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Interest-Only Loans in Commercial Real Estate

What is an Interest-Only Loan in Commercial Real Estate? 

An interest-only loan is a type of loan in which the borrower only pays the interest, not the principal, for a specific amount of time. This period is typically be laid out in the loan agreement. After the interest-only period of the loan ends, the loan becomes a typical, amortizing loan, in which the borrower contributes to both the interest and the principal of the loan with each payment. 

The Benefits of Interest-Only Loans for Commercial Real Estate Investors and Developers 

The most important benefit of interest-only loans in commercial real estate is the fact that they allow a property or business to have significantly more cash flow during the interest-only period. Since a borrower doesn't have to worry about paying off the principal for a few years, they have a lot more flexibility. This often means they can reinvest any profits they might have back into the business. Plus, in multifamily real estate developments, an interest-only period takes a lot of the pressure off a developer to have an extremely high occupancy rate from the start. 

Many, if not most commercial construction loans have an interest-only period which is designed to last for the duration of the project's construction. That way, a developer doesn't have to worry about making payments on the principal until they can begin to realize some revenue from the project. In addition, many bridge loans and most mezzanine loans are interest-only, and certain CMBS loans are interest-only as well. Freddie Mac and Fannie Mae also offer interest-only options for some of their products, like Freddie Mac Fixed-Rate Conventional Loans, Freddie Mac Seniors Housing Loans, and Fannie Mae Reduced Occupancy Affordable Rehab Loans.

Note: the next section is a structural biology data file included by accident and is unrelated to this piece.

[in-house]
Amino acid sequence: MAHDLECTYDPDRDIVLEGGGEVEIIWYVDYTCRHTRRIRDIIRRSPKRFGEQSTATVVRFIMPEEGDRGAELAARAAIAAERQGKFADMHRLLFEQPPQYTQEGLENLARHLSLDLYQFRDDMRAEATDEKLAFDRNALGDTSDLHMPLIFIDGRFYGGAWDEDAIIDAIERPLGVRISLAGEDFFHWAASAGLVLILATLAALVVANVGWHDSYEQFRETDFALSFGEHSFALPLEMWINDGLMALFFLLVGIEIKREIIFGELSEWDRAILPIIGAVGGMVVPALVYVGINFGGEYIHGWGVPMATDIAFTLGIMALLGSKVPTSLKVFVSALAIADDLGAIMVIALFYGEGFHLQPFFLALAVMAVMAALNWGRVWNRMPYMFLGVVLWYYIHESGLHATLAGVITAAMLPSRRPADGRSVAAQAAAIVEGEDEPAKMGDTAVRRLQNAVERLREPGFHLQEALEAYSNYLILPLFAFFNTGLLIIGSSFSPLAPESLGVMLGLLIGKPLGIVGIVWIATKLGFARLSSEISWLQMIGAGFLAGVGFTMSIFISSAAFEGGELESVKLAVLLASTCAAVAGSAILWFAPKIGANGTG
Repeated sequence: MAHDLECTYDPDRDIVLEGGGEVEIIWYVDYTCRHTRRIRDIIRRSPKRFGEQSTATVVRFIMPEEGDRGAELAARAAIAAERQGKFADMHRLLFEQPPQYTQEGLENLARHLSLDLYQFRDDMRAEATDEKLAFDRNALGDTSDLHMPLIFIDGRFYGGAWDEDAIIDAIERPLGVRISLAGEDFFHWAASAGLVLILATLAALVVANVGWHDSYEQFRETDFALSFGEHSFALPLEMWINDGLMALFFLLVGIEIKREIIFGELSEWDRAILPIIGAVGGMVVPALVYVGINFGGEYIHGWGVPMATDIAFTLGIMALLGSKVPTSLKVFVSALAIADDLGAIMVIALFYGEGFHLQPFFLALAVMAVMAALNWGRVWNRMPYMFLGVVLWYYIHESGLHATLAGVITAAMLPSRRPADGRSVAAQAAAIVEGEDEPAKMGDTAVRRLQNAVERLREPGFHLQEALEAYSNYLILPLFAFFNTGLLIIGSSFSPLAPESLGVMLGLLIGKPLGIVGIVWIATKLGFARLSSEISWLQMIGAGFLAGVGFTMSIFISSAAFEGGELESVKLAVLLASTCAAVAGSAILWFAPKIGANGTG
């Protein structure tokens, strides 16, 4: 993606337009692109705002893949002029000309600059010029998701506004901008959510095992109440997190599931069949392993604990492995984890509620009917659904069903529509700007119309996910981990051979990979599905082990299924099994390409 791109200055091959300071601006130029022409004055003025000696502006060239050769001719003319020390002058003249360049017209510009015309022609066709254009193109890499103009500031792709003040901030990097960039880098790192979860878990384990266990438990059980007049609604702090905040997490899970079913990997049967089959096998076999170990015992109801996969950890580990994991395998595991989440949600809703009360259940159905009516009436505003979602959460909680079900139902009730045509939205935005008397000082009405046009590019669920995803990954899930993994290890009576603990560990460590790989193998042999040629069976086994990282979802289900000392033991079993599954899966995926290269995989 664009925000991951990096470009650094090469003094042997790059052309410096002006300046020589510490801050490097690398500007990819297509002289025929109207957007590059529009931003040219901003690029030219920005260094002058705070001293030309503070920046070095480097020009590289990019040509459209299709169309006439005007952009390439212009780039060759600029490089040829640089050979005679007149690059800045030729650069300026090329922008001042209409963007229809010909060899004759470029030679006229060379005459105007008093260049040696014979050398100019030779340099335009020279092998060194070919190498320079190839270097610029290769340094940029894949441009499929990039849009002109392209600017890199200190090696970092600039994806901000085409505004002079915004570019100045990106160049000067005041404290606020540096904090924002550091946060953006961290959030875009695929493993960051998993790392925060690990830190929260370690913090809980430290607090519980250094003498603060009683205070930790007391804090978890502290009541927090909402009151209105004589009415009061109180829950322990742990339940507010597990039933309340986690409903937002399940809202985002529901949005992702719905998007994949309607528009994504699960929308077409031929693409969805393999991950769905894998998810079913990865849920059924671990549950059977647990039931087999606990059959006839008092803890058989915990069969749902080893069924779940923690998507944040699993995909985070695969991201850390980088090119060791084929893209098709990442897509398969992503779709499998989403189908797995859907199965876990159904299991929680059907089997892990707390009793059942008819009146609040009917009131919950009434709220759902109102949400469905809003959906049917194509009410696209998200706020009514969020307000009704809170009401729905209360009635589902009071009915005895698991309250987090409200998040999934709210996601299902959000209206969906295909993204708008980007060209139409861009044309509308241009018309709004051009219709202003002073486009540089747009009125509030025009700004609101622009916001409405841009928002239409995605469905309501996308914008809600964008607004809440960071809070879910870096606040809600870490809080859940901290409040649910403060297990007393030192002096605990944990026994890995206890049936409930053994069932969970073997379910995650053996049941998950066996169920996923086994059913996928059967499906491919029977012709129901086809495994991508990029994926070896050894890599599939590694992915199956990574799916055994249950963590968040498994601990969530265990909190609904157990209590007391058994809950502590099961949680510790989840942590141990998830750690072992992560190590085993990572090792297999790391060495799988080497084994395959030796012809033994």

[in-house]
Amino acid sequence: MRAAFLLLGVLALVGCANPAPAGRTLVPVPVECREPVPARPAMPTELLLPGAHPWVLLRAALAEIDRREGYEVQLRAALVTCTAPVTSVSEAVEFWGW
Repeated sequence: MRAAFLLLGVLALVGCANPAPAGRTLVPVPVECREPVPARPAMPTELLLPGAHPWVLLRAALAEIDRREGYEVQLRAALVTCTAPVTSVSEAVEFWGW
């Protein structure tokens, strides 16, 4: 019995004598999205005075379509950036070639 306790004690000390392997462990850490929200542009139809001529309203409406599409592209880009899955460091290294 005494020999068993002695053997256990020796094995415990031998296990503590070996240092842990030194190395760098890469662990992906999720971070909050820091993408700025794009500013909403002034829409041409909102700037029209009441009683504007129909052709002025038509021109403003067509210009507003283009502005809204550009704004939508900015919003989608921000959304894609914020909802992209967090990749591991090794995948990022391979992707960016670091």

The Drawbacks of Interest-Only Loans in Commercial Real Estate

Despite the benefits that interest-only loans provide, they have several disadvantages as well. Most importantly, when a borrower isn't paying any of the loan's principal, their loan payments get significantly larger when the amortization period of the loan begins (larger than if it had been amortizing from the start). And, if a borrower isn't ready to handle these payments, they could default on the loan. Also, since a borrower won't have built up any equity in their property during the interest-only period, if property values go down, they could easily find themselves underwater on their mortgage (owing more than the property is worth.)

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